TARPON SPRINGS — Goodyear, Ariz., a suburb of Phoenix, is looking for a city manager who can handle explosive growth.
That search has led officials to Ellen Posivach, Tarpon Springs' city manager, one of three finalists for the job.
Local officials say they would hate to see Posivach go, but understand why Goodyear officials may want her to lead the city of more than 56,000, which expects to triple its population by about 2020.
On her application cover letter, Posivach said she is impressed by Goodyear's tremendous potential and said she prefers a growing city to a city suffering the ill effects of unplanned growth.
"I have planned development in large local governments, such as the city of Norfolk (Va.), which was experiencing growth at that time," she wrote, "and I have handled the unpleasant results of unplanned growth in subsequent cities; I must say, I much prefer the former."
Posivach also told her prospective employers that Florida Trend magazine recognized Tarpon Springs as a "Turn Around City" during her tenure.
Posivach did not return a call from the Times Wednesday, but she did send an e-mail to the Tarpon Springs mayor, board of commissioners and city directors to notify them she is a finalist for the Goodyear position.
Mayor Beverley Billiris said she learned Posivach applied for the job when she received a call from an executive search firm. The mayor said she gave Posivach a good recommendation.
"She's done an excellent job for Tarpon Springs," Billiris said. "With her accomplishments and her qualifications, it was only a matter of time before a larger city would pick her up."
Goodyear is more than twice the size of Tarpon Springs.
Posivach has been city manager since 1999, longer than most city managers stay, and she has won several national awards over the past year, Billiris said.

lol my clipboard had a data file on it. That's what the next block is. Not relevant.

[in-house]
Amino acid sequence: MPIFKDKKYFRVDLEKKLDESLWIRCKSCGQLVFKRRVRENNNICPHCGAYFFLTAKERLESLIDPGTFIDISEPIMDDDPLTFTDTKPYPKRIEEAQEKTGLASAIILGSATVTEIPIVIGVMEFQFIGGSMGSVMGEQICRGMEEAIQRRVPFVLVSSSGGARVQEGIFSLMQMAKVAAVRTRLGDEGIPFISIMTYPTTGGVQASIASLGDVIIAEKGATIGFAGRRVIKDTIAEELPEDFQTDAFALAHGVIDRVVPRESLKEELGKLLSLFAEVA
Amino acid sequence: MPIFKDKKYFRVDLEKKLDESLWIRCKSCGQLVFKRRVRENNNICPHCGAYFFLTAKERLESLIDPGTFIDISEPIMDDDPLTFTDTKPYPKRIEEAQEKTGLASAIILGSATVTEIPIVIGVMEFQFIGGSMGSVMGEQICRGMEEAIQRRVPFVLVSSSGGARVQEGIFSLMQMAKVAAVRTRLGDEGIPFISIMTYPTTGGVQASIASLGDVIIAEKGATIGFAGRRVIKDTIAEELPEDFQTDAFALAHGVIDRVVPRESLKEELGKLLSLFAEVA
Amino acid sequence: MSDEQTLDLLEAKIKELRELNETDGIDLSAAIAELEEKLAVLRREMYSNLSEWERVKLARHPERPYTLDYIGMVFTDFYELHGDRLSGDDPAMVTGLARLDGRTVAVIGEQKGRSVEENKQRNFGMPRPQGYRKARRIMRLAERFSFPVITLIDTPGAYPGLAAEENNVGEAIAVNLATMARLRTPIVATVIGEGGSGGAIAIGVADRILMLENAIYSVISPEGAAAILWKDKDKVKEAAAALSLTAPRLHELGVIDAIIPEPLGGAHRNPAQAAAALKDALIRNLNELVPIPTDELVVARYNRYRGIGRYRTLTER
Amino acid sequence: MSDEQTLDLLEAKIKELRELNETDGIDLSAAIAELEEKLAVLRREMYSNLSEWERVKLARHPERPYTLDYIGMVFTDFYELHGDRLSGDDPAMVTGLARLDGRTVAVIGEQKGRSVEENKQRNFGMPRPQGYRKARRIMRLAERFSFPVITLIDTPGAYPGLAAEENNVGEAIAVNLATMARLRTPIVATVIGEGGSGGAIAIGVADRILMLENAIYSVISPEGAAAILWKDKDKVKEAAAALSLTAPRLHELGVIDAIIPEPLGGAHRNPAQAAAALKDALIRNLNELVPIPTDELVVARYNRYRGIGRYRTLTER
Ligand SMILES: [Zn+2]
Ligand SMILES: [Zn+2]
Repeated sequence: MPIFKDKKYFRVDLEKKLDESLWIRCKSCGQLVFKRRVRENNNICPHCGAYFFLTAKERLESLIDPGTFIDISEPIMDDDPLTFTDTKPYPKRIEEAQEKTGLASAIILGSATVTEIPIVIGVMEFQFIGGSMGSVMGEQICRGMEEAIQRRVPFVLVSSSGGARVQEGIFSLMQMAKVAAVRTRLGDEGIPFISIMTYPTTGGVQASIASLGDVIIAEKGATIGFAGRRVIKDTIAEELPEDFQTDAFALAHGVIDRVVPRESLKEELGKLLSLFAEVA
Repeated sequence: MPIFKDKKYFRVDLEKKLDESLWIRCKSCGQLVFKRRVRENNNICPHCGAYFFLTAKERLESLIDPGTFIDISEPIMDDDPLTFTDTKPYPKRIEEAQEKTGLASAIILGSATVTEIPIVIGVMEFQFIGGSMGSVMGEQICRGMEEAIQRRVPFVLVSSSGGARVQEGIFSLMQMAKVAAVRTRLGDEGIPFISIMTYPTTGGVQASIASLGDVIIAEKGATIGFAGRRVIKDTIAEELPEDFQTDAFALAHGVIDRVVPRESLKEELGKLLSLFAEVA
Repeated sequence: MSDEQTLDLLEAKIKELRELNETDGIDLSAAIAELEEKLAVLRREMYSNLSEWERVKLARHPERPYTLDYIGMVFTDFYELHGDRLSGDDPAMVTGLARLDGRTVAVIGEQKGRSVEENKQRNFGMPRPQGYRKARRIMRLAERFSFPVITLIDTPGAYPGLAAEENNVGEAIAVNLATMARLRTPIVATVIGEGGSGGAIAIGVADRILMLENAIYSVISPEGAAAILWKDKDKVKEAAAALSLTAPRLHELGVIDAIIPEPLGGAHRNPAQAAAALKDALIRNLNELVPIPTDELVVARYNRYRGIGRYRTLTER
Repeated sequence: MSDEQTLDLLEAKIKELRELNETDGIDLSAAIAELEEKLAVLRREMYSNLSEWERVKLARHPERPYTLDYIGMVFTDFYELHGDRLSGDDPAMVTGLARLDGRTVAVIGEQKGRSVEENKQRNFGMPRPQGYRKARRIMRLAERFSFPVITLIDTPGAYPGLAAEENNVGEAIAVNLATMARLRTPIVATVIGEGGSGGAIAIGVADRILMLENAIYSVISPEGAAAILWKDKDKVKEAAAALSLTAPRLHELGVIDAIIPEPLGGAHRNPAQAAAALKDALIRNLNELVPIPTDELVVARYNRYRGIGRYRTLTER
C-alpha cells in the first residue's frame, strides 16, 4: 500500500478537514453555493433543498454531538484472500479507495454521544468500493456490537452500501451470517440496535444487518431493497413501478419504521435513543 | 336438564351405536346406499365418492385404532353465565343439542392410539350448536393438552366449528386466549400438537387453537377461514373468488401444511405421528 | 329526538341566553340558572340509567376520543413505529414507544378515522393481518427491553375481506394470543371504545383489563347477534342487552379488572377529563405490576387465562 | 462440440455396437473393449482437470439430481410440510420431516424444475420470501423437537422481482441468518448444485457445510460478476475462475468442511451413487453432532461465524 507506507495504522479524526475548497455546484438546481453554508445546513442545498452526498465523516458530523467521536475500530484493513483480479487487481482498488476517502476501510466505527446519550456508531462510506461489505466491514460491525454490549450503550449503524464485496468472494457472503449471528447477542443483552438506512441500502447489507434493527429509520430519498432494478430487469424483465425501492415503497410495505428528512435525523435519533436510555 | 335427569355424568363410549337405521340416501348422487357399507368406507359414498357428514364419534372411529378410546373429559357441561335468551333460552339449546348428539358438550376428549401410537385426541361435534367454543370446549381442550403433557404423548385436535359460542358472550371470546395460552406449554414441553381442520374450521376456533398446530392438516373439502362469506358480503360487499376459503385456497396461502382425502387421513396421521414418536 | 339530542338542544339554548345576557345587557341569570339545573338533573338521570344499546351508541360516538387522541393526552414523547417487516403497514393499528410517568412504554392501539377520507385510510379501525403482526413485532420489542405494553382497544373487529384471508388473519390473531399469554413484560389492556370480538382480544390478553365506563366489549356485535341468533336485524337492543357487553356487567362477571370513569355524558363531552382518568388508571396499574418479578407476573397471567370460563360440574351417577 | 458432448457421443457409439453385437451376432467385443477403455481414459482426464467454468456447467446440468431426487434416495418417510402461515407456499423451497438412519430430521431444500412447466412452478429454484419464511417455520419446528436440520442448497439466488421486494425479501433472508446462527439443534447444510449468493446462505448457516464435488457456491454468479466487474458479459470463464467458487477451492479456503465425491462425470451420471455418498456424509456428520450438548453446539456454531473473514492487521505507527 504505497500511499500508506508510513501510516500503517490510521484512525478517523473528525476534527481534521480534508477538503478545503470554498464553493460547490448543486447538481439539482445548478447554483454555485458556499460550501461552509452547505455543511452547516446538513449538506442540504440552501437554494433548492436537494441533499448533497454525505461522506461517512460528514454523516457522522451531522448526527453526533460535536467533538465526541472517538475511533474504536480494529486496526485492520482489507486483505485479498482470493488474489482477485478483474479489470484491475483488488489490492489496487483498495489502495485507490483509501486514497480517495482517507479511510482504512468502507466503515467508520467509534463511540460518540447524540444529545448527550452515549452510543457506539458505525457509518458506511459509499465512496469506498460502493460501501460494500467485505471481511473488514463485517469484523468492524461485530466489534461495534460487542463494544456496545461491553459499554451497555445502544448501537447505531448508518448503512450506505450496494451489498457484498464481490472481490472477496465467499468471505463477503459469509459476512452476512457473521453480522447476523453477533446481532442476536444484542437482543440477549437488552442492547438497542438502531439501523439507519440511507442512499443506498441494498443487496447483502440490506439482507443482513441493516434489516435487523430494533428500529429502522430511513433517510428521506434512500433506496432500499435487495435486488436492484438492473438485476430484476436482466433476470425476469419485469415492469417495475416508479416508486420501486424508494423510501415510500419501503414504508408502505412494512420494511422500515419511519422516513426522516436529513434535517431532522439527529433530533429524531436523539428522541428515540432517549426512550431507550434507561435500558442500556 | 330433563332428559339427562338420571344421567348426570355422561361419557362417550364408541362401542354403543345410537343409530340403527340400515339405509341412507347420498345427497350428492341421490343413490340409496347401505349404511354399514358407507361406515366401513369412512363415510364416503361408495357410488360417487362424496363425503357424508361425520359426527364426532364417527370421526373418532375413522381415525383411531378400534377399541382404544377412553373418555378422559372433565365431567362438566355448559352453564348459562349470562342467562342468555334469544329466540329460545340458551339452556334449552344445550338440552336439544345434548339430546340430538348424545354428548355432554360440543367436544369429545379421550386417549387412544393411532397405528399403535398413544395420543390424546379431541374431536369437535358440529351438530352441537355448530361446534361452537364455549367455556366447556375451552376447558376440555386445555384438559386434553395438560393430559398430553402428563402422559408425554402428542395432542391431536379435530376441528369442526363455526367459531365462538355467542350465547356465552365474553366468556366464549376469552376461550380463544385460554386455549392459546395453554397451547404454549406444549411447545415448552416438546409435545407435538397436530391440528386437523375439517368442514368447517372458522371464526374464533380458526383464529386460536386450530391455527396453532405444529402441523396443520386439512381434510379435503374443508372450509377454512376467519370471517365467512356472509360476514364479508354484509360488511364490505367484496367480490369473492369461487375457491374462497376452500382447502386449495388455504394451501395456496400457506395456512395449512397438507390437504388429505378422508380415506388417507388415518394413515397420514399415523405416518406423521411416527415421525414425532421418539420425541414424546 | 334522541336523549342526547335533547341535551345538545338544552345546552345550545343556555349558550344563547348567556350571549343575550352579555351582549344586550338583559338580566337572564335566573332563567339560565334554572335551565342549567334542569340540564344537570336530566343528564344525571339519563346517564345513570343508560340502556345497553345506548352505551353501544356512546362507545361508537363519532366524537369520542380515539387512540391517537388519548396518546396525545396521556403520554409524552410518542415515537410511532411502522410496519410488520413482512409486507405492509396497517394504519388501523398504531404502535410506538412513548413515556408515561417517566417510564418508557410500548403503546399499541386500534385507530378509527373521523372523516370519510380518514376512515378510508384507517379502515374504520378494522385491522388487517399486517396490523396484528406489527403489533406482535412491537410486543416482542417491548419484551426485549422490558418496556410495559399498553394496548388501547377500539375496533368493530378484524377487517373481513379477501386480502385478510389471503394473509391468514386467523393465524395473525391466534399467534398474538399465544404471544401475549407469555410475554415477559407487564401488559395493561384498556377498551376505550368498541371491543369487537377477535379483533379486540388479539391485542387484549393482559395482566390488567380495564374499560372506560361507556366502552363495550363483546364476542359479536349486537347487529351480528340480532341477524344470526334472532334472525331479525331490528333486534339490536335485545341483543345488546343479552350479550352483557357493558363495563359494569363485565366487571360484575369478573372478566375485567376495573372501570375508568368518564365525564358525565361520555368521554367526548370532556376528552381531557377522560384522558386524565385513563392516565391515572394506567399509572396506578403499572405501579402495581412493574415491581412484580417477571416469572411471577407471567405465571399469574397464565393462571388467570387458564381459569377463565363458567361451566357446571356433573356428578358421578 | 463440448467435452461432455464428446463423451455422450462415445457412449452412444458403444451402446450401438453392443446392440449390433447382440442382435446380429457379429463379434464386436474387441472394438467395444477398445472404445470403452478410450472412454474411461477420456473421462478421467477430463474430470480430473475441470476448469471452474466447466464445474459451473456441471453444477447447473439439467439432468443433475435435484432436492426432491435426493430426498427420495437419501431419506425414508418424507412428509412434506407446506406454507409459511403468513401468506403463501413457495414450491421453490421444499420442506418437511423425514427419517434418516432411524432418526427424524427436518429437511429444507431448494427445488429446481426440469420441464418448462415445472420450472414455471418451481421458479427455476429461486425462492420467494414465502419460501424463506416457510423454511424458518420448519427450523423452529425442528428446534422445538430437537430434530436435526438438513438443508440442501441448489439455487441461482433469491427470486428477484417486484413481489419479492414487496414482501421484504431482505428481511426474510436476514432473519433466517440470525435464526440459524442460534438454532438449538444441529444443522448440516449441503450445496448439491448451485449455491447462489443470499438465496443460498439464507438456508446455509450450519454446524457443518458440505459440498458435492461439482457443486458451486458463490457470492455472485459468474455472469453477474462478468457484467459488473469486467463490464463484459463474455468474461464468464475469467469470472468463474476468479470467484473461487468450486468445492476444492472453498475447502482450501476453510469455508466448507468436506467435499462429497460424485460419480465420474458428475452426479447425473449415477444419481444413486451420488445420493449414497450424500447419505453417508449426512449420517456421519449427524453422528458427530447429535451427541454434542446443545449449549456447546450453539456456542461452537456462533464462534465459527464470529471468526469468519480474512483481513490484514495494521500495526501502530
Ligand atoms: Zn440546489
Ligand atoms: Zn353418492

Posivach makes $122,910 annually in Tarpon Springs; Goodyear's former city manager was making about $165,000 when he retired in 2007. Billiris said Tarpon Springs can't match that kind of salary.
Tarpon Springs Commissioner Chris Alahouzos was surprised to hear Posivach was considering leaving the city.
"I was under the impression that she loved Tarpon Springs," he said.
He noted how successful Posivach has been at bringing grant money to the city for projects, including $20.1-million recently for the city's water system and another $1-million for restoring shoreline.
"I don't know how serious she is about it," said Vice Mayor David Archie. "My hope is that she still remains the city manager for the city of Tarpon Springs."
However, her tenure has not been without controversy.
At least one commissioner expressed concern after Posivach decided to spend the entire 2007 Legislative session lobbying in Tallahassee. Questions were raised about whether that was an effective use of her time.
More recently, several commissioners have been critical about Posivach's use of time off and have asked her to notify them when she is going out of town.
Posivach will travel to Goodyear from March 18 through 20 for three days of interviews.
Roric Massey, the Goodyear city attorney in charge of the process, said there is no front-runner for the job. The other finalists are John Fischbach, the county administrator in Jefferson County, Wash.; and Phillip L. Nelson, the city manager in Troy, Mich.
"We've narrowed it down to three," he said, "and the council is looking forward to meeting with them and going from there.
Times researcher Caryn Baird contributed to this report. Contact Theresa Blackwell at firstname.lastname@example.org or (727) 445-4170.